“The challenge of leadership is to be strong, but not rude; be kind, but not weak; be bold, but not a bully; be thoughtful, but not lazy; be humble, but not timid; be proud, but not arrogant; have humor but without folly.” – Jim Rohn.

People quit their jobs for a variety of reasons: money, lack of interest, hours and even location, but for Alison McMahon, an HR specialist and the CEO of TwoFold, the biggest reason employees quit their jobs is that they’re tired of working for lousy bosses [1].

“Nine times out of ten, when an employee says they’re leaving for more money, it’s simply not true. It’s just too uncomfortable,  to tell the truth,” she said.

Humility: a key factor to effective leadership

Historically, it has been perceived that humility is a sign of weakness and an antithesis to leadership. Humility is perceived as too soft for dealing with hard problems [2].

Due to the expectation that successful leaders are more arrogant than humble, narcissism, often mistaken for self-confidence, and toxic leadership is the order of the day. But while it allows for short term results, it usually leaves a trail of destruction [3].

According to Brigette Hyacinth, a bestselling Author, and an International Keynote Speaker on Leadership, Management, HR, Digital Transformation and Artificial Intelligence:

“Arrogant leaders have a shelf-life within their organizations. They may “rule the day” but eventually people tire of them and their tactics, which lessens overall commitment from the team. Intimidation and threats of punishment can only work for so long.”

Power of Humility

Hyacinth offers a few suggestions for those who want to hone their leadership abilities.

They admit their mistakes:
All leaders make mistakes. Humble leaders own up to their mistakes. They don’t look to pin the blame on others when things go wrong. Instead, they hold themselves accountable.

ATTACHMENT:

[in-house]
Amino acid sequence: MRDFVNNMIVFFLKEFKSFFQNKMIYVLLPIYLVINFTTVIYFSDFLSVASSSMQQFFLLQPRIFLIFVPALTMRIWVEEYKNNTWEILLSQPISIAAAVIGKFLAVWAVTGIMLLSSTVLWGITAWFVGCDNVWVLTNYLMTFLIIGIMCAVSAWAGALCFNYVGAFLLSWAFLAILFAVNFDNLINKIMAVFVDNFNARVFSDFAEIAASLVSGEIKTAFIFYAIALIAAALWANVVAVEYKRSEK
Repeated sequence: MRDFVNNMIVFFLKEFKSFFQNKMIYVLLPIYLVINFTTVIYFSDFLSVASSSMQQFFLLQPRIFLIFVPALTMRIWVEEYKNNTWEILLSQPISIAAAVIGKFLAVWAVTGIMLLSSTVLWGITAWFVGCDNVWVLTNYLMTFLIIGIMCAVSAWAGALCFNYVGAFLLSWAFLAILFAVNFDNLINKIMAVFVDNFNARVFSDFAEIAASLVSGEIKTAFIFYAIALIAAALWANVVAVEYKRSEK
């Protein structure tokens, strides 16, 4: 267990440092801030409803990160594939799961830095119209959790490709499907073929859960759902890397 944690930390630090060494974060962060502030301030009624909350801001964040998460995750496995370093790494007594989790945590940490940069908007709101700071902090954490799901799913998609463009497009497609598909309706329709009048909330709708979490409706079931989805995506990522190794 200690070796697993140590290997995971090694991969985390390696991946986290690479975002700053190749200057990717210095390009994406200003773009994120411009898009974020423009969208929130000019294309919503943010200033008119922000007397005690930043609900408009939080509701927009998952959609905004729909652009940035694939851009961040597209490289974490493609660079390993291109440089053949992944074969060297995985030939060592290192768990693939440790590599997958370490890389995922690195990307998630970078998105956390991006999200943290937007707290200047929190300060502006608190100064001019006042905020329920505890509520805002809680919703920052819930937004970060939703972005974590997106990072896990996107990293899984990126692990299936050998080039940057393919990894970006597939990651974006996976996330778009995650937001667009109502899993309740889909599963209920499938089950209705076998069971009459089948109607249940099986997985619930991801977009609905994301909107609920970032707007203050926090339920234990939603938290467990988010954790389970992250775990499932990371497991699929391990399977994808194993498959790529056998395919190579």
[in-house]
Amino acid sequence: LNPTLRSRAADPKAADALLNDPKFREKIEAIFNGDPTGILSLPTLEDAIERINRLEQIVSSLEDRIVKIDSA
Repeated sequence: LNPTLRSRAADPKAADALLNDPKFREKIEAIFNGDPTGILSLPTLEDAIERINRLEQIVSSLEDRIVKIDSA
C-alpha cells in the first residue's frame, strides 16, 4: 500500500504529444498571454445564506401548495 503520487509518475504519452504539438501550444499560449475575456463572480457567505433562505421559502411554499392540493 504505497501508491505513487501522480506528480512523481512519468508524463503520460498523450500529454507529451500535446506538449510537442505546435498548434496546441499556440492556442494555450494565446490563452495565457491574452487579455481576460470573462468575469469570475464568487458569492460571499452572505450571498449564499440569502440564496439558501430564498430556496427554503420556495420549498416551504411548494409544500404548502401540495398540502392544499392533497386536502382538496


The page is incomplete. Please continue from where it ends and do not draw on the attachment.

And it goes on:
They put people first:
Humble leaders’ focus is on serving others. They do not get consumed by seeking out more power. Instead, they seek more ways to help their employees.

They share information and delegate:
“The greatest leader is not necessarily the one who does the greatest things. He is the one that gets the people to do the greatest things.” – Ronald Reagan. Humble leaders are aware of their strengths and limitations. They realize that they cannot do everything and as such, delegate because the work is more important than their ego.

They listen:
They are approachable to employees and this allows them to create an environment of open communication and effective feedback.

They are empathetic:
They sincerely care about employees and employees can feel their sincerity. This allows them to build healthy relationships and bond with team members.

They give credit where it is due:
Leaders appreciate the contributions of others. They are quick to recognize the efforts of team members. Since genuine praise is a key motivator, recognition for a job well done in front of peers will increase employees’ job satisfaction and engagement levels.

No one likes an egomaniac. Arrogance destroys relationships and can kill employees’ morale. As a leader, it is important to understand that humility has a way of winning people over [4].

“Humble leaders get the best from people. They have more influence, they retain top talent, and they earn more respect and loyalty than those who rely upon ego and power, ” Brigette said.

The best leaders are selfless and are more concerned with the well-being of their team, however, humility should not be mistaken for weakness.  It takes courage, wisdom, and strength to practice humility.

References:

  1. Employees don’t quit their job, they quit their boss“, Big Think. October, 2014.
  2. Employees Don’t Quit Their Job; They Quit Their Boss!“, Linkedin. April 2018.
  3. How Can You Be Sure Someone Is Not an Arrogant Leader? Look for These 3 Rare Signs“, Inc.
  4. People don’t quit their jobs, they quit their lousy bosses“, Ideapod. February, 2019.
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